Guzmania houseplants are commonly known as Bromeliads or Bromeliaceae. They have been cultivated since ancient times. There are many varieties of these plants, but they all belong to the genus Phalaenopsis (Phalaenopsis means “broom flower”). These plants have three main parts: leaves, flowers and fruit.
The plant itself is not poisonous; it contains no alkaloids. However, the leaves contain oxalates which cause gouty arthritis when eaten in large quantities. The fruits contain cyanide and can kill if ingested in large amounts. Most people don’t eat them because they’re toxic to humans, but some eat them anyway just to get their hands on the seeds and pods.
Seeds and pods are used as food for birds, lizards, frogs etc.
In the wild, the plant grows only in tropical areas. Its native range includes India, Southeast Asia, Australia and New Zealand. The species is found mainly in moist forests and savannas. Some species grow up to 10 feet tall with a wide spread of colors from pale yellowish green to deep reds and oranges.
Bromeliads are very drought tolerant plants, though they do require regular watering during hot dry periods. They can be grown in a wide variety of potting media. A coarse mix works best as the plant’s roots have a tendency to become entangled if the mixture is too fine. The plant needs good drainage, so a coarse mix will work best here as well.
Guzmanias like humid air and bright light, but no direct sun which can burn the leaves. They do not require fertilizer, but should be given an occasional dose of plant food at one-quarter the recommended strength.
The flowers of the Guzmania are spectacular. They come in a wide range of colors. The most common are red and yellow and are the easiest to identify. Many others are green or brown and can only be identified by their leaves.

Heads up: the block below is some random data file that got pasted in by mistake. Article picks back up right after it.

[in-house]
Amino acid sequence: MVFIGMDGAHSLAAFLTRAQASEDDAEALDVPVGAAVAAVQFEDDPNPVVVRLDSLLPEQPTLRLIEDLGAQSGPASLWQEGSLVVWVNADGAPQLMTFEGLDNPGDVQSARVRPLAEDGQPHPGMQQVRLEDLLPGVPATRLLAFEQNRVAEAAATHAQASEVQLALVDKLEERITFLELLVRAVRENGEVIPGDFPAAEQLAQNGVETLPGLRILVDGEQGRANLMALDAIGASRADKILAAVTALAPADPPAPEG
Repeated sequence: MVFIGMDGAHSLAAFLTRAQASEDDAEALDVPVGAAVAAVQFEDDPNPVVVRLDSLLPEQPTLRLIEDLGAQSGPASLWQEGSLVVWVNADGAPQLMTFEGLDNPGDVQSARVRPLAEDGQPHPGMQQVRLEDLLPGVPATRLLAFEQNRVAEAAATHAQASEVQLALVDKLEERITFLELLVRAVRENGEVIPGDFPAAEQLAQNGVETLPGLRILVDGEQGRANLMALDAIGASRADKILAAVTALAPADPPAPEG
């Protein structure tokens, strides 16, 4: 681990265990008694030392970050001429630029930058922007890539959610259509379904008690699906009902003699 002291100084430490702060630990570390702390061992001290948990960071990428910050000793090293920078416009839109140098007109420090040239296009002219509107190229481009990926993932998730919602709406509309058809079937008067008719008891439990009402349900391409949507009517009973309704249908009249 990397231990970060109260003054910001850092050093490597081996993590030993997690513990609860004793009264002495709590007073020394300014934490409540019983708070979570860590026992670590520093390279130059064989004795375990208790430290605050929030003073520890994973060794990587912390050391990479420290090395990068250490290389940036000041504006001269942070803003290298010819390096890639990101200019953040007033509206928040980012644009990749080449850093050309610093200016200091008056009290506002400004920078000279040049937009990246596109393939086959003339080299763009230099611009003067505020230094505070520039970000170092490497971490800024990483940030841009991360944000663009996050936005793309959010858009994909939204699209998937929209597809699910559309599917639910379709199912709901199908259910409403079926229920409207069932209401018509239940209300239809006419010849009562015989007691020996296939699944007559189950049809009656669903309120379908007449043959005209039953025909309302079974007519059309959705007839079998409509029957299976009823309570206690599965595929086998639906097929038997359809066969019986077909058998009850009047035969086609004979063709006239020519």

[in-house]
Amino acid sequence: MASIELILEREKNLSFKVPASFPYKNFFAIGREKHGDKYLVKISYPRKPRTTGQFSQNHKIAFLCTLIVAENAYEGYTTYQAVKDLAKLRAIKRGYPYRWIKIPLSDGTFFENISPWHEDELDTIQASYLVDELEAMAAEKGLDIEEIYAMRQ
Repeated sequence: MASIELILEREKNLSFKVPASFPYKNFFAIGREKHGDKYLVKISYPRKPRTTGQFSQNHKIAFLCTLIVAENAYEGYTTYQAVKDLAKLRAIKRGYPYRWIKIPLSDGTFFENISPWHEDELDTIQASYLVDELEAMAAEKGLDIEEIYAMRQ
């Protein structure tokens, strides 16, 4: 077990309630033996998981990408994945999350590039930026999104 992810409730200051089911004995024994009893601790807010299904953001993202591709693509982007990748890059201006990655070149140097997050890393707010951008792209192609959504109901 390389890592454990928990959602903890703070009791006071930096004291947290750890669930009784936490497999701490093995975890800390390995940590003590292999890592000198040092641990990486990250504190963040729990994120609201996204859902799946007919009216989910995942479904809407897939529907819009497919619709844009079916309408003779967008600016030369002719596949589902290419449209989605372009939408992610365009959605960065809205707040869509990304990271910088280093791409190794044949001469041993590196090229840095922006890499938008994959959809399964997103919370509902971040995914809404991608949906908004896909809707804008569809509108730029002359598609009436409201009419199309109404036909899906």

Guzmanias begin blooming when they are about four years old. They bloom for several months each year.
Guzmania lingulata (syn.Melicophyllum tussilaginoides) is a common species of bromeliad that is native to northern South America. Common names include Spanish flag, honeycomb, and tongue plant. The plant is found in wet forests and along riverbanks in Colombia, Venezuela, Peru, Bolivia, Ecuador and northwestern Brazil.
The Spanish flag is an offsetting species that will send out pups around its base. It is a small sized plant that normally will reach a mature size of about 10 inches tall. The leaves are a glossy green with purple markings and will take on a pinkish hue in good light. The flowers are red with yellow petals and are supported by a yellow banner.
Guzmania lingulata grows best mounted on tree fern slabs or cork rounds. It can also be potted in a coarse medium. It prefers high light, such as found in a greenhouse or on a windowsill, and should be watered with care so as not to allow the pot to stand in water. This species is widely available and fairly inexpensive.
Guzmania testudinaria is an epiphytic bromeliad native to southern Mexico through Central America to northern South America. Common names include turtle tongue, serpent’s tongue, and elephant ear. Like many bromeliads, it has a swollen underground root stock which may be why some people think of it as a sort of “epiphytic” elephant ear.
The plant is used extensively in the floral industry. It is grown commercially in open fields in Hawaii and is shipped from there around the world. Guzmania testudinaria was brought into cultivation in 1828.
Though popular and easy to grow, this species is less tolerant of dry air than other common bromeliads. Guzmania testudinaria requires regular watering and should never be allowed to sit in water. It does best mounted on tree fern slabs or cork rounds in a well-drained medium. This medium should be mixed with sand or fine bark for good aeration.
Sources & references used in this article:
Guzmania plant named ‘GUZ 230’ by JC Kent – US Patent App. 09/950,890, 2002 – Google Patents
Guzmania plant named ‘GUZ 224’ by JC Kent – US Patent App. 09/247,341, 2001 – Google Patents
Guzmania plant named ‘GUZ 201’ by JC Kent – US Patent App. 09/247,342, 2001 – Google Patents
Guzmania plant named ‘GUZ 222’ by B Pleasant – 2005 – Storey Publishing
Bromeliad plant namedGUZ 216 by JC Kent – US Patent App. 09/248,491, 2001 – Google Patents
Bromeliad plant named ‘GUZ 227’ by JC Kent – US Patent App. 09/115,194, 2000 – Google Patents